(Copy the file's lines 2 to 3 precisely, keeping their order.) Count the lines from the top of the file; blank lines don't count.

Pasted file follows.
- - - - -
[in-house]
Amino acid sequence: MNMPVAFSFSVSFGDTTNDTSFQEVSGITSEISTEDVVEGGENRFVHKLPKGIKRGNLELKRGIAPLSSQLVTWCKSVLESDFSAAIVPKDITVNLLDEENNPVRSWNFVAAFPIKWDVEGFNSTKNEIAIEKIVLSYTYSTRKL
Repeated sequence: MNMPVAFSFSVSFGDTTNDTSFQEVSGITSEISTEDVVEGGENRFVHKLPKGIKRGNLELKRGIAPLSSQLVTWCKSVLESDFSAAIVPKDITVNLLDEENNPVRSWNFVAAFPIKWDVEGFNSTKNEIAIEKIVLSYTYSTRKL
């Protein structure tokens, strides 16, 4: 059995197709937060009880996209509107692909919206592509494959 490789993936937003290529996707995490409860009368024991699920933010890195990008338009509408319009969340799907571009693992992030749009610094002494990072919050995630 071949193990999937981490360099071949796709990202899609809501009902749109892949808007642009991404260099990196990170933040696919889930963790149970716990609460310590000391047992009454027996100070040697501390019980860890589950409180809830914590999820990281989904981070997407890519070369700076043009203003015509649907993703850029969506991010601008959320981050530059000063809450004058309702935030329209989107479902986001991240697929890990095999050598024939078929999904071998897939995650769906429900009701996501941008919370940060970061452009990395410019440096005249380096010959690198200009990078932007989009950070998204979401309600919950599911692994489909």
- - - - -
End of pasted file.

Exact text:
Amino acid sequence: MNMPVAFSFSVSFGDTTNDTSFQEVSGITSEISTEDVVEGGENRFVHKLPKGIKRGNLELKRGIAPLSSQLVTWCKSVLESDFSAAIVPKDITVNLLDEENNPVRSWNFVAAFPIKWDVEGFNSTKNEIAIEKIVLSYTYSTRKL
Repeated sequence: MNMPVAFSFSVSFGDTTNDTSFQEVSGITSEISTEDVVEGGENRFVHKLPKGIKRGNLELKRGIAPLSSQLVTWCKSVLESDFSAAIVPKDITVNLLDEENNPVRSWNFVAAFPIKWDVEGFNSTKNEIAIEKIVLSYTYSTRKL